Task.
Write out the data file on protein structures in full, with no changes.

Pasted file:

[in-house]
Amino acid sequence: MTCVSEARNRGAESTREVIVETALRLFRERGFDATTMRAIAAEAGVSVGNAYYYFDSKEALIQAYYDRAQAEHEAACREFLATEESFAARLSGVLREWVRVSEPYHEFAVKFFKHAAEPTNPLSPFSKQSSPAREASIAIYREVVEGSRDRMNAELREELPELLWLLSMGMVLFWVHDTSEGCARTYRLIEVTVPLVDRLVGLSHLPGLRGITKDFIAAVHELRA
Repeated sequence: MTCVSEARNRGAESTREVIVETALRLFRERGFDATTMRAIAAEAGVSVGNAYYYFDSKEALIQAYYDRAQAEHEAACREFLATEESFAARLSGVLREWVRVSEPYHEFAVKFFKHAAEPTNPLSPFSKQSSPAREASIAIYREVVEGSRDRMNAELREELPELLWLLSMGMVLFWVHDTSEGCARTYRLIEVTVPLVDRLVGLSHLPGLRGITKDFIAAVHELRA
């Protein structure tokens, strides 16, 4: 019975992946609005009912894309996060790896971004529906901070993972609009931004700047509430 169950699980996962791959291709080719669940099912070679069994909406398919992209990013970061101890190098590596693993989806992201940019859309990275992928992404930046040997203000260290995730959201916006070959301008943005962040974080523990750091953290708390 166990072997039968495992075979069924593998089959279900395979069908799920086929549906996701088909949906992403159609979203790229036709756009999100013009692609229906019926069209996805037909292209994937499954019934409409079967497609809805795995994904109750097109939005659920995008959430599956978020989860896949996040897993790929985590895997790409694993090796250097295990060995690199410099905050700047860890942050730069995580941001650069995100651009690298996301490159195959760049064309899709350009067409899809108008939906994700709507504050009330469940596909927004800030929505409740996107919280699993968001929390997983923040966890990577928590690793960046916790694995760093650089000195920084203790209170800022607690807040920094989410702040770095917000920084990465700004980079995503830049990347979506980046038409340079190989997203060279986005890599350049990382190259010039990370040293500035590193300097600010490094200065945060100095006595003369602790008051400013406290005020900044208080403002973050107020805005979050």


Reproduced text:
[in-house]
Amino acid sequence: MTCVSEARNRGAESTREVIVETALRLFRERGFDATTMRAIAAEAGVSVGNAYYYFDSKEALIQAYYDRAQAEHEAACREFLATEESFAARLSGVLREWVRVSEPYHEFAVKFFKHAAEPTNPLSPFSKQSSPAREASIAIYREVVEGSRDRMNAELREELPELLWLLSMGMVLFWVHDTSEGCARTYRLIEVTVPLVDRLVGLSHLPGLRGITKDFIAAVHELRA
Repeated sequence: MTCVSEARNRGAESTREVIVETALRLFRERGFDATTMRAIAAEAGVSVGNAYYYFDSKEALIQAYYDRAQAEHEAACREFLATEESFAARLSGVLREWVRVSEPYHEFAVKFFKHAAEPTNPLSPFSKQSSPAREASIAIYREVVEGSRDRMNAELREELPELLWLLSMGMVLFWVHDTSEGCARTYRLIEVTVPLVDRLVGLSHLPGLRGITKDFIAAVHELRA
């Protein structure tokens, strides 16, 4: 019975992946609005009912894309996060790896971004529906901070993972609009931004700047509430 169950699980996962791959291709080719669940099912070679069994909406398919992209990013970061101890190098590596693993989806992201940019859309990275992928992404930046040997203000260290995730959201916006070959301008943005962040974080523990750091953290708390 166990072997039968495992075979069924593998089959279900395979069908799920086929549906996701088909949906992403159609979203790229036709756009999100013009692609229906019926069209996805037909292209994937499954019934409409079967497609809805795995994904109750097109939005659920995008959430599956978020989860896949996040897993790929985590895997790409694993090796250097295990060995690199410099905050700047860890942050730069995580941001650069995100651009690298996301490159195959760049064309899709350009067409899809108008939906994700709507504050009330469940596909927004800030929505409740996107919280699993968001929390997983923040966890990577928590690793960046916790694995760093650089000195920084203790209170800022607690807040920094989410702040770095917000920084990465700004980079995503830049990347979506980046038409340079190989997203060279986005890599350049990382190259010039990370040293500035590193300097600010490094200065945060100095006595003369602790008051400013406290005020900044208080403002973050107020805005979050």